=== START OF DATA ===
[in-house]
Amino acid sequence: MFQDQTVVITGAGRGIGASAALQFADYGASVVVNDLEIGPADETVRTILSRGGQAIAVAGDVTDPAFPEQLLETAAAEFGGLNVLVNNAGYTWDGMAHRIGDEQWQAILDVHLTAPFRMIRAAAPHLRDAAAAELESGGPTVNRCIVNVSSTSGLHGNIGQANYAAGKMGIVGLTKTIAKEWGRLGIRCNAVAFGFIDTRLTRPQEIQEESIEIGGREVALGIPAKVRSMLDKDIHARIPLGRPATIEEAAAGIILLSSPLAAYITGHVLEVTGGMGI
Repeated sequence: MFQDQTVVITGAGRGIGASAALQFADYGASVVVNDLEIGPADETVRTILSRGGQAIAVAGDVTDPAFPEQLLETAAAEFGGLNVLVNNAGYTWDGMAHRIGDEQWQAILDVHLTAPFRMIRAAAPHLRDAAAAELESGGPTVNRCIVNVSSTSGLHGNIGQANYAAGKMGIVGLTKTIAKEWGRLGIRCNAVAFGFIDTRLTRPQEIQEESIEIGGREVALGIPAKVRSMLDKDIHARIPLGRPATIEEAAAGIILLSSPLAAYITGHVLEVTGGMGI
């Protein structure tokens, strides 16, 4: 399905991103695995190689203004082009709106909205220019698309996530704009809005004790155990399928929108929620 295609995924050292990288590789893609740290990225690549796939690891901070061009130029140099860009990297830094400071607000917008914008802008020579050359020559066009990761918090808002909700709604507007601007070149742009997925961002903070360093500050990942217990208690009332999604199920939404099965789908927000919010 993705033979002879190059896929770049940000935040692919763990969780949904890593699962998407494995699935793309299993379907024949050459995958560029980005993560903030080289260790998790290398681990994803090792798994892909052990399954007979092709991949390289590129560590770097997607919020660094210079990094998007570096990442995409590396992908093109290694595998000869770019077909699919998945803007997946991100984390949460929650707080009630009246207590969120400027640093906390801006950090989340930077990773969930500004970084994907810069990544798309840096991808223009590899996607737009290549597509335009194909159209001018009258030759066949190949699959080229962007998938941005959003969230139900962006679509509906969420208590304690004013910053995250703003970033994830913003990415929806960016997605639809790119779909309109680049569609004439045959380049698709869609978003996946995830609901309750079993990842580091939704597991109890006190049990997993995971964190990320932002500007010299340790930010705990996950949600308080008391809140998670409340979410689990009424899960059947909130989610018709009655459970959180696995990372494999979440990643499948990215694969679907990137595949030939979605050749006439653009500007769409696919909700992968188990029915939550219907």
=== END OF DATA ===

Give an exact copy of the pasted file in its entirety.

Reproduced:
[in-house]
Amino acid sequence: MFQDQTVVITGAGRGIGASAALQFADYGASVVVNDLEIGPADETVRTILSRGGQAIAVAGDVTDPAFPEQLLETAAAEFGGLNVLVNNAGYTWDGMAHRIGDEQWQAILDVHLTAPFRMIRAAAPHLRDAAAAELESGGPTVNRCIVNVSSTSGLHGNIGQANYAAGKMGIVGLTKTIAKEWGRLGIRCNAVAFGFIDTRLTRPQEIQEESIEIGGREVALGIPAKVRSMLDKDIHARIPLGRPATIEEAAAGIILLSSPLAAYITGHVLEVTGGMGI
Repeated sequence: MFQDQTVVITGAGRGIGASAALQFADYGASVVVNDLEIGPADETVRTILSRGGQAIAVAGDVTDPAFPEQLLETAAAEFGGLNVLVNNAGYTWDGMAHRIGDEQWQAILDVHLTAPFRMIRAAAPHLRDAAAAELESGGPTVNRCIVNVSSTSGLHGNIGQANYAAGKMGIVGLTKTIAKEWGRLGIRCNAVAFGFIDTRLTRPQEIQEESIEIGGREVALGIPAKVRSMLDKDIHARIPLGRPATIEEAAAGIILLSSPLAAYITGHVLEVTGGMGI
């Protein structure tokens, strides 16, 4: 399905991103695995190689203004082009709106909205220019698309996530704009809005004790155990399928929108929620 295609995924050292990288590789893609740290990225690549796939690891901070061009130029140099860009990297830094400071607000917008914008802008020579050359020559066009990761918090808002909700709604507007601007070149742009997925961002903070360093500050990942217990208690009332999604199920939404099965789908927000919010 993705033979002879190059896929770049940000935040692919763990969780949904890593699962998407494995699935793309299993379907024949050459995958560029980005993560903030080289260790998790290398681990994803090792798994892909052990399954007979092709991949390289590129560590770097997607919020660094210079990094998007570096990442995409590396992908093109290694595998000869770019077909699919998945803007997946991100984390949460929650707080009630009246207590969120400027640093906390801006950090989340930077990773969930500004970084994907810069990544798309840096991808223009590899996607737009290549597509335009194909159209001018009258030759066949190949699959080229962007998938941005959003969230139900962006679509509906969420208590304690004013910053995250703003970033994830913003990415929806960016997605639809790119779909309109680049569609004439045959380049698709869609978003996946995830609901309750079993990842580091939704597991109890006190049990997993995971964190990320932002500007010299340790930010705990996950949600308080008391809140998670409340979410689990009424899960059947909130989610018709009655459970959180696995990372494999979440990643499948990215694969679907990137595949030939979605050749006439653009500007769409696919909700992968188990029915939550219907």